• The New York Post’s Joel Sherman posits the Yankees coud miss the playoffs for the third consecutive season and finish with a losing record for the first time since 1992, but their long-term future looks more encouraging that it has in a decade.

Orioles Notes: Howard, Davis, Joseph

Let’s take a look at the latest out of Baltimore:

  • The Orioles are “keeping an eye” on Phillies first baseman Ryan Howard, Jim Salisbury of CSNPhilly.com reports. Baltimore is one of nine teams as to which Howard does not enjoy no-trade protection. The Orioles’ level of interest is far from clear, of course, especially since there is no indication that the team has seriously pursued Howard to this point.
  • One player whose present and future would presumably weigh on the addition of someone with Howard’s profile is slugger Chris Davis, who is entering his final year of team control (along with ten other current Orioles). As Peter Schmuck of the Baltimore Sun reports, Davis is keeping a close eye on how Baltimore proceeds in considering his future. You’ll want to give this piece a full read, as it has several interesting quotes from Davis, who expressed how much he likes playing for the O’s while also making clear that he thinks the team will need to make new investments to keep pace in the AL East.
  • Baltimore has obviously achieved significant value from its lower-profile acquisitions in recent years, with Davis himself being perhaps the prime example. One player who has been a surprising contributor is backstop Caleb Joseph, as Eduardo Encina of the Baltimore Sun writes. Before breaking in at the big league level last year, the 28-year-old spent every offseason as a wage laborer. Joseph is not alone in that, of course, and Encina discusses the hard work put in by several other Orioles in an interesting look at that side of the game.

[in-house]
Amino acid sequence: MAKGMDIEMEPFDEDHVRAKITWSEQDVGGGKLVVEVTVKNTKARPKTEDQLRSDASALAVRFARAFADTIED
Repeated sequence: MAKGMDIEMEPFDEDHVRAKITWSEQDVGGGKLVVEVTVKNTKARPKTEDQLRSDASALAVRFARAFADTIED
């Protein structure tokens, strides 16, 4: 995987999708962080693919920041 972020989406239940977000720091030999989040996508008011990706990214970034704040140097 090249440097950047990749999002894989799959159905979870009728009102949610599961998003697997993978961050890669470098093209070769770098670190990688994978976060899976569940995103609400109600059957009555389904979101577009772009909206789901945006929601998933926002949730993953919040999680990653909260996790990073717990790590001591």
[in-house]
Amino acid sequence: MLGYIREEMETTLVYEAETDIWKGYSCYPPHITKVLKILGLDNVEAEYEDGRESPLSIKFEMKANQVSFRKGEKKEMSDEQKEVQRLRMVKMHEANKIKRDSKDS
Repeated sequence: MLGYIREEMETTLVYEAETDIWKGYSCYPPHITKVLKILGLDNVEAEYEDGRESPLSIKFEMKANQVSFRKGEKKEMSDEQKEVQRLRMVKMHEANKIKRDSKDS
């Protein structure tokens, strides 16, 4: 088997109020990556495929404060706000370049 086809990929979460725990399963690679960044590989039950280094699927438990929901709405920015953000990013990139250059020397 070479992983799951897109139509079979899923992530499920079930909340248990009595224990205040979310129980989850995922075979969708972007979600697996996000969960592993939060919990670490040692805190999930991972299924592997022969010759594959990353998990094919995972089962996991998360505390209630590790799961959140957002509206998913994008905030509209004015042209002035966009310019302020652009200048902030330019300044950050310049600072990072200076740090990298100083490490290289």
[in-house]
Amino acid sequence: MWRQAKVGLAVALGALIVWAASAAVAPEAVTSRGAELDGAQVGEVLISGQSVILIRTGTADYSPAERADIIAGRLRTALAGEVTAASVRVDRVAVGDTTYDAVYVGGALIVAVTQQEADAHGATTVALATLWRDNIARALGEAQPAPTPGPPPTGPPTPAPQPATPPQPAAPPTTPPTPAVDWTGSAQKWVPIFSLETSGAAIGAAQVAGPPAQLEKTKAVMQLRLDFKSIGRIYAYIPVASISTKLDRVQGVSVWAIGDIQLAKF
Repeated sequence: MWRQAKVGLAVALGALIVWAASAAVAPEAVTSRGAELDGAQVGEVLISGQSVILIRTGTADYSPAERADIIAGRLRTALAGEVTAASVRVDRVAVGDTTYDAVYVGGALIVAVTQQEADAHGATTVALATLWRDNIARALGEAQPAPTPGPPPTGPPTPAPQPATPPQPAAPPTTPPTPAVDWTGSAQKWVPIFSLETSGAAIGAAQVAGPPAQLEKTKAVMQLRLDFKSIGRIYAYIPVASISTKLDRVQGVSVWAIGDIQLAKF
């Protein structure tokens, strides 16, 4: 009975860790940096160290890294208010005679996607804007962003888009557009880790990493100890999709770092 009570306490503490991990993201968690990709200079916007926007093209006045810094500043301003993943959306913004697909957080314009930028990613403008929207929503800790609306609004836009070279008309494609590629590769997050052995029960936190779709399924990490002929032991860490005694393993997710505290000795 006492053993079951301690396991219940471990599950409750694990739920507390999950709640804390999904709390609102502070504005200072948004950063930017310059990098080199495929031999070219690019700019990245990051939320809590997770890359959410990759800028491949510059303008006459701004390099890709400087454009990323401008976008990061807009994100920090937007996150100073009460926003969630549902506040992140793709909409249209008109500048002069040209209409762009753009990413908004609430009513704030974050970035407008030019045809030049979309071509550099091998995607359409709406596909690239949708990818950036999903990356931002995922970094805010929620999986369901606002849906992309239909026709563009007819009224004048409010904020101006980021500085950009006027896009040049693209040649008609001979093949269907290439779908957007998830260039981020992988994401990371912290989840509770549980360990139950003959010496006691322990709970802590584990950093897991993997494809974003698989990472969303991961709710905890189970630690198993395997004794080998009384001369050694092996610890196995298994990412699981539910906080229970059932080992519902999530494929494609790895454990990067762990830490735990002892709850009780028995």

Orioles Notes: Cabrera, Davis, Duquette, Drake

Everth Cabrera‘s one-year deal with the Orioles is now official, but manager Buck Showalter tells Eduardo A. Encina of the Baltimore Sun that even though the former Padre signed a big league deal, he’ll have to earn a roster spot this spring. Cabrera has a minor league option remaining and could head to Triple-A Norfolk if he doesn’t perform well. Showalter acknowledges that there’s some risk in the signing, given Cabrera’s checkered past, but he’s been told good things from people in the NL West. “There’s some upside there for sure,” said Showalter. “…There’s some unknown for me about him. The one division that I’ve constantly got to lean on people that I really trust is the National League West. … There’s just a lot of unknown for East Coast teams.”

A few more Orioles notes…

  • Orioles first baseman Chris Davis has been granted a therapeutic-use exemption for 2015 for Vyvanse, an ADHD medication that works differently than Adderall, which he was suspended for last season, Ken Rosenthal of FOX Sports writes. Vyvanse is an amphetamine like Adderall, but it lasts longer and is less likely to be abused for non-therapeutic reasons.  The 28-year-old says he has responded well to it so far and even prefers it to Adderall.